“Religions should be compelled to prove humans have a ‘soul’ before getting a licence to preach.”
but I don’t think I’ve ever told anyone the reason for the statement and from where that notion sprang.
My Grandfather was a great fan of Westerns and, as my father died when I was eight, we, my granddad and I, watched many hours of the wild-west morality tales. In quite a few of them, it seems from my distant blurry memory, there were depicted shonky travelling salesmen, stopping in every town then pulling a lever or two on their wagon which caused its conversion into a stage and sales booth, selling the latest discovery in medicinal health products.
Those snake-oil salesmen and sideshow charlatan’s selling ultimate panaceas, quack elixirs & wonder tonics that could “heal every illness” or “cure any physical ailment known to humankind”, came under the scrutiny of government trading standards legislation decades, if not a century or more ago and there are now laws to prevent those unscrupulous fraudsters making false claims for their wares. And this ethos has permeated so thoroughly that we now test ‘all’ medicines for years to make sure they do ‘exactly’ what it says on the box.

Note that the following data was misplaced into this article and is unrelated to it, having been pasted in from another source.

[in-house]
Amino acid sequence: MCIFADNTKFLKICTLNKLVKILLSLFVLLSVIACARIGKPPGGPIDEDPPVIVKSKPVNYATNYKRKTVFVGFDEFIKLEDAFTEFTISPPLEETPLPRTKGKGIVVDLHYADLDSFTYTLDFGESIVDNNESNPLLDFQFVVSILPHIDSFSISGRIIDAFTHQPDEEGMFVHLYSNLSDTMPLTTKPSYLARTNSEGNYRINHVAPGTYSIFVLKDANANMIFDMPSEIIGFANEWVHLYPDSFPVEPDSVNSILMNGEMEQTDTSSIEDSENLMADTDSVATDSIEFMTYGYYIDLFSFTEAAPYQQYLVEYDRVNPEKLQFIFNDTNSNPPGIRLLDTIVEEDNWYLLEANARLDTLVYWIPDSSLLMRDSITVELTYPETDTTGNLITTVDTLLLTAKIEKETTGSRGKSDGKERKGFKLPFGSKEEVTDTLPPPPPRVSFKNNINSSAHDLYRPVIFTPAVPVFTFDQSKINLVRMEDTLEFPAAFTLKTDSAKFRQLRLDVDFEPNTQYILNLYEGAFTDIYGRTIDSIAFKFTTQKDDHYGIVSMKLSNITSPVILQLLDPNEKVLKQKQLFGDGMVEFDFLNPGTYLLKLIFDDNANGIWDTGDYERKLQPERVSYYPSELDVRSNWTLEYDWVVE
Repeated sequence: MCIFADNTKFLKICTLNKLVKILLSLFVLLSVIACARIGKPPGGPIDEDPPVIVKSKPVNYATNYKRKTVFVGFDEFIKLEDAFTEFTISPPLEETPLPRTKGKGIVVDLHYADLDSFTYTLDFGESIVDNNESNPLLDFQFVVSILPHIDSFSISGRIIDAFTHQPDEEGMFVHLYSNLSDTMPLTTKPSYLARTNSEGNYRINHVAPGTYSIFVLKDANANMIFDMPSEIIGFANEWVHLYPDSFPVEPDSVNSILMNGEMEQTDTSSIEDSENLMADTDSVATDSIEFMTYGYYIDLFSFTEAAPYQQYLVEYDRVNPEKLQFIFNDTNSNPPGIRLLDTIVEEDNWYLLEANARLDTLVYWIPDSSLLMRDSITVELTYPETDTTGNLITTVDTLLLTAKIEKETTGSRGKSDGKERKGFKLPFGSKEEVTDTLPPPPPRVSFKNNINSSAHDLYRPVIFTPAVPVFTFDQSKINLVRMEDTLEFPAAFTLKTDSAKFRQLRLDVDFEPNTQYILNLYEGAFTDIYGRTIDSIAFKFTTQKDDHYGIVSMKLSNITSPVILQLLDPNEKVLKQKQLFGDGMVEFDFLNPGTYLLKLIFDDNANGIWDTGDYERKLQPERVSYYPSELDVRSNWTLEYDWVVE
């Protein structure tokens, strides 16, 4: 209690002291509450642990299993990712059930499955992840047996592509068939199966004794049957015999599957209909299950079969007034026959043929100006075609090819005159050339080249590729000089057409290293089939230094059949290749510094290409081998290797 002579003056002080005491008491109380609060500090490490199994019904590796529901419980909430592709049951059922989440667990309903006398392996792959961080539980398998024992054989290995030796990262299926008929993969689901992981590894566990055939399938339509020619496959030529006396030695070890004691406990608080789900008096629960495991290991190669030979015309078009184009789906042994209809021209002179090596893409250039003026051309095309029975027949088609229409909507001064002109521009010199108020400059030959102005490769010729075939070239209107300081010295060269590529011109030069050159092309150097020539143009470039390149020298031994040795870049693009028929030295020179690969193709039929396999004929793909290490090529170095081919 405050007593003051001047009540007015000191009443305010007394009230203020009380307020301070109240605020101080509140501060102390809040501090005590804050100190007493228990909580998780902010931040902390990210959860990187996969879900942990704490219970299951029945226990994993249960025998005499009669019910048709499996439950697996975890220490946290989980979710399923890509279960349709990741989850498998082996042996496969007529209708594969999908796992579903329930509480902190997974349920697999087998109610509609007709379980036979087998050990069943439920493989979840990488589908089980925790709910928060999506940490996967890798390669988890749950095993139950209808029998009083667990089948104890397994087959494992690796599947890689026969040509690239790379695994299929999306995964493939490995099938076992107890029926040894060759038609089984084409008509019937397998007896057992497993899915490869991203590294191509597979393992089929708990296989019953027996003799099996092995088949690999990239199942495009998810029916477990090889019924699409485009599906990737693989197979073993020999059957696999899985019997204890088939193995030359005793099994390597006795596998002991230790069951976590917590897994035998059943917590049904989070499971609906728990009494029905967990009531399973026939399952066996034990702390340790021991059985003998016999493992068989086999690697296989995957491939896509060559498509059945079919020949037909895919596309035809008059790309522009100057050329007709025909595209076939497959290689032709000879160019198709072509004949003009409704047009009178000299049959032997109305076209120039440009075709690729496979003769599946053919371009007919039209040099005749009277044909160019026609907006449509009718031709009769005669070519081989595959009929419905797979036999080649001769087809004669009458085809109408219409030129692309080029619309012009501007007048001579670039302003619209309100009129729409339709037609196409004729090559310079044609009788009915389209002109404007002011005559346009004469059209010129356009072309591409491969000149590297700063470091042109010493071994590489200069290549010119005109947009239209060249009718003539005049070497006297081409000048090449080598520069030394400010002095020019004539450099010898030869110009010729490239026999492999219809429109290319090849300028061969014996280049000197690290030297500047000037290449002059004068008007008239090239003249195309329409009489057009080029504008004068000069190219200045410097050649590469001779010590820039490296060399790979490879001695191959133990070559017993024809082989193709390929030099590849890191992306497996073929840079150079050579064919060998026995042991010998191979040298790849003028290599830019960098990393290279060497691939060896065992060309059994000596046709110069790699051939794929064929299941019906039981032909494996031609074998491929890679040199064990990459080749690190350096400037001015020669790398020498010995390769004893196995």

Now, a long time ago, in an age of ignorance and fear, some very scared proto-human had a hunch that the human body has a lifeforce, that which we call ‘soul’ but, thus far, in the very long time since our first terrified ancestor made the claim, there has been no evidence whatever for this ancient hypothesis.
As almost all of the religious / spiritual beliefs trade on this wish, should they not also be compelled to prove it is more that mere fantasy before they are allowed to collect funds from and minister to those who have been hoodwinked into thinking it is a body part everyone owns?
Why do the “spiritual elixirs” peddled by the religious purveyors who claim their wares can even ‘cure death’ remain immune from regulation?